Analysis Of Conversations In Brave New World By Aldous Huxley

In Chapter 3, Huxley combines three conversations to inform (drill) the perspective and lifestyle of Brave New World into the reader’s minds.

The first conversation arises between Mustapha Mond, the Director, and the students of the reproductive center. The scene begins with the boys being overwhelmed by meeting Mustapha Mond, one of the ten World Leaders. During introductions, Mond quotes Henry Ford to explain why the students have not learned any significant history. The Director and Mond share a (sketchy) moment. Next, Mond begins to teach the boys some history of the time before the World State was founded. He constricts the ‘channelling of emotion’ to water under pressure in a pipe; he explains that instability caused by emotion led to war, social unrest, and disease in the earlier period. Subsequently, Mond transfers into explaining the initial resistance to the use of artificial gestation, the caste system, and the use of hypnopedia. He leads the students through the timeline of the growth of the world state. This description includes the Nine Years War, how, ‘with a whisk, ’ entertainment and family passed into obscurity, the choosing of the date of commencement for the new era, and the modification of the cross. Citizens of the world chose voluntary slavery and security over freedom and instability. Mond describes the development and effect of soma, the perfect drug. All individuals could maintain the physical and mental characteristics of youth. Overall, the two leaders explain to the boys how the World State works abstractly.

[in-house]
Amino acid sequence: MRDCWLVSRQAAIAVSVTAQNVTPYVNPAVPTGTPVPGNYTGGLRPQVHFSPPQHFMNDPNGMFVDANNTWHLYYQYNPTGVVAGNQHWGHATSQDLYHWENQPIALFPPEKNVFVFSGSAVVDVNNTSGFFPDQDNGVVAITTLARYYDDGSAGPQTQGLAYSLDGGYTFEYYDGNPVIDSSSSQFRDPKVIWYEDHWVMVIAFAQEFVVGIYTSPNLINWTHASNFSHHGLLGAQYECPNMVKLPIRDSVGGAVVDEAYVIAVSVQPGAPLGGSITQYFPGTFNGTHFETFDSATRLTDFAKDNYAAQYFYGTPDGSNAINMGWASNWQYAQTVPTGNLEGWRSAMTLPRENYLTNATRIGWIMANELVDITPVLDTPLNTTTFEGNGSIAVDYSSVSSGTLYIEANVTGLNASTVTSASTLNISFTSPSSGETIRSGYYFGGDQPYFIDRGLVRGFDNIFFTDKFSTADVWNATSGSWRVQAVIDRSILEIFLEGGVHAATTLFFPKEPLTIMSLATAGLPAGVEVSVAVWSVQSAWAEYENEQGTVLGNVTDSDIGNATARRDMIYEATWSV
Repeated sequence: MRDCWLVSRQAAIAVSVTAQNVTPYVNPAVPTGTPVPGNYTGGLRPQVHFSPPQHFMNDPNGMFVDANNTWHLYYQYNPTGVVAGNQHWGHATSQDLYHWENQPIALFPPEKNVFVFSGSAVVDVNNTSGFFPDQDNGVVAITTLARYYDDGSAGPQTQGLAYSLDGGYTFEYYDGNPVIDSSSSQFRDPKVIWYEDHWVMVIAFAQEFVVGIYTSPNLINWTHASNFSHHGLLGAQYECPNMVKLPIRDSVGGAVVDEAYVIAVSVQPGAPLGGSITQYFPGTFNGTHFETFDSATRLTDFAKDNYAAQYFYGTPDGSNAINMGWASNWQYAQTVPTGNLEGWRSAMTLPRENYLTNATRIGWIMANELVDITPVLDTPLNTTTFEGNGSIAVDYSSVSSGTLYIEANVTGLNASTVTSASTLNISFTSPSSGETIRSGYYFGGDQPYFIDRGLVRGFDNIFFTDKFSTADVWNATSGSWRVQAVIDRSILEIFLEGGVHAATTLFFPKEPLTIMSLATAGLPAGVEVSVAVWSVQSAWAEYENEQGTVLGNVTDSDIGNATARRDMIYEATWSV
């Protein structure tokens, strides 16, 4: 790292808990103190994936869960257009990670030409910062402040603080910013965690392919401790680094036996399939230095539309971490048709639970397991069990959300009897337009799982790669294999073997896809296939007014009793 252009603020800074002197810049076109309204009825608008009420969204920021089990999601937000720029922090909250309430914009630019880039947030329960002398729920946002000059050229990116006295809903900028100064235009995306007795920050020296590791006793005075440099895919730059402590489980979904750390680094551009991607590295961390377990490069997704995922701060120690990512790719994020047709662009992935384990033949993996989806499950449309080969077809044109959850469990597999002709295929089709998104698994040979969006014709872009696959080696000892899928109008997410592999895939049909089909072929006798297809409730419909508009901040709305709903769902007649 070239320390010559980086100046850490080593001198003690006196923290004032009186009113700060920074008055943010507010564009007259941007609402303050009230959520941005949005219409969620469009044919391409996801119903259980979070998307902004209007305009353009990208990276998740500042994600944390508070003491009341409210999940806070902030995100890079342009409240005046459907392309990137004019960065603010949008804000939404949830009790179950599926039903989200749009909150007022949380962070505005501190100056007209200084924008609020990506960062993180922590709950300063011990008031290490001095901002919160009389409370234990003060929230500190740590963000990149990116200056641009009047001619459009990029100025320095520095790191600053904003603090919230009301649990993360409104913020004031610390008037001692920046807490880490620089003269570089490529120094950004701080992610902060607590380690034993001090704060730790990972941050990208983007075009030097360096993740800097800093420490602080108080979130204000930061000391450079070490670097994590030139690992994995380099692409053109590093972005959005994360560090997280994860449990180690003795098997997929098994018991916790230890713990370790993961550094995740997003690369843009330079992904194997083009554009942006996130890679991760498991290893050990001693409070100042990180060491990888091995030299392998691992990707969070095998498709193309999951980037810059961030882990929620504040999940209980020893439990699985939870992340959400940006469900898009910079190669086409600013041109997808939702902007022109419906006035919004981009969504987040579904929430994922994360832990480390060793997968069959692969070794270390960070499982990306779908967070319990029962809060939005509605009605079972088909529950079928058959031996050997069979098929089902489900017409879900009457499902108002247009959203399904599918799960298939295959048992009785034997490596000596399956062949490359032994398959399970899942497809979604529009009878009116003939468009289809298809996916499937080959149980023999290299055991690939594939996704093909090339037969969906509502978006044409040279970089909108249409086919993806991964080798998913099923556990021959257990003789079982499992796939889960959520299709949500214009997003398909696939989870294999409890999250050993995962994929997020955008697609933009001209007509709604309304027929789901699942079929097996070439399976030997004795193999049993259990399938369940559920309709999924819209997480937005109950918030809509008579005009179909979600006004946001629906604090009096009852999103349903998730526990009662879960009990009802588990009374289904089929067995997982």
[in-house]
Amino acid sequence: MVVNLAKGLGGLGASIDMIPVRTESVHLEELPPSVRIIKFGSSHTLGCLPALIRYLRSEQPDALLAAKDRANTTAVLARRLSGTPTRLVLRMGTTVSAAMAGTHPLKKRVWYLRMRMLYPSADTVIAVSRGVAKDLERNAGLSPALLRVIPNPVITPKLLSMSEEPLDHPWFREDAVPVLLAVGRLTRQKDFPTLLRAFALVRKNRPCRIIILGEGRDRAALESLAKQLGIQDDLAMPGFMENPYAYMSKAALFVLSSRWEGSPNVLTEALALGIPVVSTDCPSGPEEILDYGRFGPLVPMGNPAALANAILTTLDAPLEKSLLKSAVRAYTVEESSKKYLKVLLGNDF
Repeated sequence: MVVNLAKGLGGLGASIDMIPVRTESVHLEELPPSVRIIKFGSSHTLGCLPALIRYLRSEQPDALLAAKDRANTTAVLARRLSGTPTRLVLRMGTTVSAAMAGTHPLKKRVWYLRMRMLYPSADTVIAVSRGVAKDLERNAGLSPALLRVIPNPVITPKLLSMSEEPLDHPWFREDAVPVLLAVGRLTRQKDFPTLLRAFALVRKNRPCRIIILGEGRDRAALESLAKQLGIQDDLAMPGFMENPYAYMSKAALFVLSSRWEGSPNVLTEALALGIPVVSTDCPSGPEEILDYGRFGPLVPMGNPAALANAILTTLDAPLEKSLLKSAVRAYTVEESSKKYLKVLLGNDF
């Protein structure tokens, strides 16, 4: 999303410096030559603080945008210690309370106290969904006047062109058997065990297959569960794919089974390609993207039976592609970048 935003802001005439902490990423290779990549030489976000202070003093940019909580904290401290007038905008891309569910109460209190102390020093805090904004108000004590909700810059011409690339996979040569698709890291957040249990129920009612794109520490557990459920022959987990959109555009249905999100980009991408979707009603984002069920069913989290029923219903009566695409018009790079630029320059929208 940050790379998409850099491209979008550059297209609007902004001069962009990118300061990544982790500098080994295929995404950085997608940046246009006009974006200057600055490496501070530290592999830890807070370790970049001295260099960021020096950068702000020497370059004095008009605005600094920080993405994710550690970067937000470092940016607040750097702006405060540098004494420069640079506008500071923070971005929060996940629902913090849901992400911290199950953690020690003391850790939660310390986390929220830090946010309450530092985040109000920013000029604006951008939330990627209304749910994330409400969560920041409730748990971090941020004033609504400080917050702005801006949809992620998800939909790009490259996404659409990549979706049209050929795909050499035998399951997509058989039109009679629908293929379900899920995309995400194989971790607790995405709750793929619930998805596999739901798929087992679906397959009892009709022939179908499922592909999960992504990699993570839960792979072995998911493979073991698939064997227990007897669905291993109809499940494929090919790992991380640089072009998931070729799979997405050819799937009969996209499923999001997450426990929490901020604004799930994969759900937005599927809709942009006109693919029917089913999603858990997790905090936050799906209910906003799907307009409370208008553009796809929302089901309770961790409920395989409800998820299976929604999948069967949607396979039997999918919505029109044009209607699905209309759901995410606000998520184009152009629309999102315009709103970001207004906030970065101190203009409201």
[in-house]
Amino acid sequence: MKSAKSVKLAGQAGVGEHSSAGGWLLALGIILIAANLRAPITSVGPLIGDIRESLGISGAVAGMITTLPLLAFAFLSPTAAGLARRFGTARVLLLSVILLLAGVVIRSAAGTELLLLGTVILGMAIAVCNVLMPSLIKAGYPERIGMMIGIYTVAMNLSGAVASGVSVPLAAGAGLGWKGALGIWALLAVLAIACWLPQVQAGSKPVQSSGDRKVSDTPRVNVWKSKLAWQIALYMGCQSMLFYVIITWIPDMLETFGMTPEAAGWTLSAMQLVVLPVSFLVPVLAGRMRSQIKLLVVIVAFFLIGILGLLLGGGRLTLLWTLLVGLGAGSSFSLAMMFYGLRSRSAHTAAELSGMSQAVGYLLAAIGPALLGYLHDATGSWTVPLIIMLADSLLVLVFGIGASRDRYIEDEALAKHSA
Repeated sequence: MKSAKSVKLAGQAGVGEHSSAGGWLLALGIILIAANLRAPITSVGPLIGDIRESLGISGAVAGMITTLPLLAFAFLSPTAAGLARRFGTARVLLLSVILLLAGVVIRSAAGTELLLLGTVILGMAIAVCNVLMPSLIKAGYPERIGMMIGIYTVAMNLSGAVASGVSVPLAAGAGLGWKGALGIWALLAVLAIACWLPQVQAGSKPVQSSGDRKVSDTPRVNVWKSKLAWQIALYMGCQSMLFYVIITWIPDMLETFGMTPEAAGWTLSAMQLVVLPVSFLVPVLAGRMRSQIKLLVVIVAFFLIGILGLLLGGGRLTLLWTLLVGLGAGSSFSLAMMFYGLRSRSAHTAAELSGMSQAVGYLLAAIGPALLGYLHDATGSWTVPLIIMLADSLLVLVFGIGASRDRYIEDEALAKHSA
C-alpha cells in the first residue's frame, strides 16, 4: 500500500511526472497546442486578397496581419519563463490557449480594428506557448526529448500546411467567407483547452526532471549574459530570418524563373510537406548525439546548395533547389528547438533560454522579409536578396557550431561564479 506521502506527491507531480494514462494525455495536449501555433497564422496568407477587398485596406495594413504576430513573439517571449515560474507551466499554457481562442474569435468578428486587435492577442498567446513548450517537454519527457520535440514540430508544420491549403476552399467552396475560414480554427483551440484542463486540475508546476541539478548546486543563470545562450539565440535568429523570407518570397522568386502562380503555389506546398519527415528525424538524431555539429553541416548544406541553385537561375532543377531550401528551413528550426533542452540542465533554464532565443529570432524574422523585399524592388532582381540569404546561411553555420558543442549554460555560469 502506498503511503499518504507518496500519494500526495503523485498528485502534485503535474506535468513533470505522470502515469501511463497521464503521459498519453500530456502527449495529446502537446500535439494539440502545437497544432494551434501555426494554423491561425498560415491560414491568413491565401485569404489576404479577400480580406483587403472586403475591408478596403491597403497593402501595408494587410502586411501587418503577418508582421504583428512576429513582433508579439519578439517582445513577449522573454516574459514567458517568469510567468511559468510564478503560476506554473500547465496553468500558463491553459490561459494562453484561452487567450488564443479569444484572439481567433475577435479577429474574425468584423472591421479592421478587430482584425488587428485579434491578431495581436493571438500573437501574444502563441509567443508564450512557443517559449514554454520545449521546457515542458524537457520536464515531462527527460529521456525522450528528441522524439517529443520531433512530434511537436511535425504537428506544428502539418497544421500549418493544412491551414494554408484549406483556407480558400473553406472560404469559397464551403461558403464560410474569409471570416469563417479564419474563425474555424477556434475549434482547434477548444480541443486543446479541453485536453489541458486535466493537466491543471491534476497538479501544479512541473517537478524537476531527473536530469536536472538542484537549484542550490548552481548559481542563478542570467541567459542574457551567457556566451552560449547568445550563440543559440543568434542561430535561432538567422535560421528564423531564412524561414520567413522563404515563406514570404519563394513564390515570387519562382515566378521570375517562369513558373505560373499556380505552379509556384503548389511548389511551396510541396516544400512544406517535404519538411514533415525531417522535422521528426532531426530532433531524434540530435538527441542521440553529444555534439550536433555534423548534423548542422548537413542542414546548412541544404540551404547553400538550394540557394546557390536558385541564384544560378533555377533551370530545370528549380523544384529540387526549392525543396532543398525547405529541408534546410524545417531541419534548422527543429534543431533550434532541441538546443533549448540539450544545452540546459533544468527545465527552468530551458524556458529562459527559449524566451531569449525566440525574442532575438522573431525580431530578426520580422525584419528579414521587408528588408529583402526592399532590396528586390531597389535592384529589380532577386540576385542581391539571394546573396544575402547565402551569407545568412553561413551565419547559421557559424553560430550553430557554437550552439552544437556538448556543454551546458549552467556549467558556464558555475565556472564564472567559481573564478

The third conversation (takes) a different format. It is between two people, Henry and the Assistant Predestinator; however, it is also made up of Bernard reacting to and analyzing their conversation. The Predestinator suggests a “feely, ” a 4-D movie, (which Henry may want to attend). They discuss Lenina with the utmost affection; “Henry tells the Assistant he should ‘have her’ sometime. ” Bernard, overhearing the conversation, stands disgusted. The Assistant notices his sad expression, and he and Henry decide to bait him. Henry offers Bernard some soma, infuriating him. They laugh as Bernard curses them.

Last but not least, the third conversation is between Lenina and Fanny. Fanny, Lenina’s 19-year-old friend, is taking a temporary Pregnancy Substitute, the reason being she feels below par. This substitute mimics the hormonal effects of pregnancy. She is surprised that Lenina has been solely dating Henry for the past four months. Fanny advises Lenina to be more promiscuous, as the state promotes. Lenina acknowledges Fancy’s concern and advice and mentions Bernard Marx had invited her to the Savage Reservation. Fanny warns Lenina about Bernard’s abnormalities; however, Lenina decides to accept his invitation. Lenina says she “thinks he is rather sweet. ” and “I do want to go see a Savage Reservation. ” Their conversation finishes by Fanny admiring Lenina’s contraceptive holder, a gift from Henry.


This web of conversation informs us of the technologically controlled totalitarian world state lifestyle the World State has created. Citizens of the world live in a world controlled by the saying, “Community, Identity, Stability. ” This means that the idealized situation of the World Leaders is that no one is a ‘true’ individual. Individuality is of the biggest fears the Brave New World society has to face.